The History of Love, by Nicole Krauss

One more cup of coffee before I go
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The Independent Culture

Nicole Krauss doesn't believe in giving her characters what they want in life. The History of Love swirls with people traduced, abandoned, misunderstood or simply forgotten. But here's the magic. The novel is also a tender tribute to human valiance and stoicism. And who could be unmoved by a cast of characters whose daily battles are etched on our minds in such diamond-cut prose?

Nicole Krauss doesn't believe in giving her characters what they want in life. The History of Love swirls with people traduced, abandoned, misunderstood or simply forgotten. But here's the magic. The novel is also a tender tribute to human valiance and stoicism. And who could be unmoved by a cast of characters whose daily battles are etched on our minds in such diamond-cut prose?

Leo Gursky is a Polish Jew now living alone in New York. Sure he will die soon, the only thing he asks is that it doesn't happen on a day when no one has noticed him. He deliberately drops coffee cups in Starbucks and knocks over displays in the chemist, just in case. He carries a card inscribed with the words "I HAVE NO FAMILY PLEASE CALL PINELAWN CEMETERY I HAVE A PLOT THERE IN THE JEWISH PART THANK YOU FOR YOUR CONSIDERATION."

As a young man Gursky fell in love with a woman called Alma, but she married someone else. He's lived his life as a eulogy to their teenage love affair, but doesn't begrudge the apparent waste. Krauss creates uncomplaining people but her unique skill is to describe a brand of humility which never grates on our nerves. One character whose eyesight has been reduced to nothing more than a blur insists on taking photographs each day, just in case his eyes ever heal... "'So I'll know what I've been looking at.'"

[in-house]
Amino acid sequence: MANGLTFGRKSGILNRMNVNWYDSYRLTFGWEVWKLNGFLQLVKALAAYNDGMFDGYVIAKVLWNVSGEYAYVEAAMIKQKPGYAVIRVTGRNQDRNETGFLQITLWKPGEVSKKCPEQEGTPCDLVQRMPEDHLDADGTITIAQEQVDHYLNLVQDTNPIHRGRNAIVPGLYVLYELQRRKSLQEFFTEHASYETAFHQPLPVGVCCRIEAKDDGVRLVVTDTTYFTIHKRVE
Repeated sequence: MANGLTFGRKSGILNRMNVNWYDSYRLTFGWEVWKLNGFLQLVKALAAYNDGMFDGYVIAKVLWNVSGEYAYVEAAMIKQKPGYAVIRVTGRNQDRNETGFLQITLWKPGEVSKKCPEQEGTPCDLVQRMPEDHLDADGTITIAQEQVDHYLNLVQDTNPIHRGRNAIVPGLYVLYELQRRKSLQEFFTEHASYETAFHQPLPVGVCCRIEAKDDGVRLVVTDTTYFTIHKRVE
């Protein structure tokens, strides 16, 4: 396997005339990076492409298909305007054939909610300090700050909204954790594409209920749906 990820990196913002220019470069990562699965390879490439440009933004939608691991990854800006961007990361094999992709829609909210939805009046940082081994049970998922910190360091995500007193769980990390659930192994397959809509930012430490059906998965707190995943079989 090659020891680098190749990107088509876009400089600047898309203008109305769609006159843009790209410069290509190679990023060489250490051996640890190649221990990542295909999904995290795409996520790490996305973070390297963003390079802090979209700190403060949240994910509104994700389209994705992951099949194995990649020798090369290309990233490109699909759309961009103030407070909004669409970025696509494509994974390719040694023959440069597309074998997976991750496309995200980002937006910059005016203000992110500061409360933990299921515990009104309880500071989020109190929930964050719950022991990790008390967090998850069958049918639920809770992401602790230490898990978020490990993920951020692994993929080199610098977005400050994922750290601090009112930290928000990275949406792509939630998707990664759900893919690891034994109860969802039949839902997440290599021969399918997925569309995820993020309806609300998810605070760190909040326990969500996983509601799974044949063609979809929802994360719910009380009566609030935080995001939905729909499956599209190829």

Leo Gursky wrote a book about Alma, which he called "The History of Love". During the war he entrusted the manuscript to a friend but is told later that it has been destroyed in a flood. Many years afterwards, when Leo is in his eighties, a copy of his lost book is sent to a woman who has a daughter called Alma and a son who believes he is the Messiah. And so begins a literary who dunnit, who lost it, who stole it, where is it which is as satisfyingly intricate and twisted as a fine piece of cable knitting. Did Gursky's son ever know who his real father was? And how did Gursky's book, written in Hebrew, come to be translated into Spanish?

The History of Love is peppered with lost relationships and undeclared loves but Nicole Krauss is as mournful about the words which have gone unsaid as she is about the people who didn't say them. "So many words get lost. They leave the mouth and lose their courage, wandering aimlessly until they are swept into the gutter like dead leaves. On rainy days you can hear their chorus rushing past: Iwasa beautifulgirlPleasedon'tgoItoo believemybodyismadeofglassI've neverlovedanyoneIthinkofmyself asfunnyForgiveme."

Krauss's obsession with language makes for a novel full of feeling but entirely lacking in sensuality. Her book has a curious kind of asceticism which sets it apart from its fleshier rivals. She evokes her characters' love affairs in terms of books, describing those volumes as "homing pigeons that could flap their wings and return... to report on how many tears shed, how many laughs, how many passages read aloud, how many cruel closings of the cover after reading barely a page, how many never opened at all." Her characters show devotion, but no passion. They accept what they have been given without raging about its unfairness. But the novel throbs with a vibrant and poetic intellect which thrills the mind, even if it leaves the body untouched.

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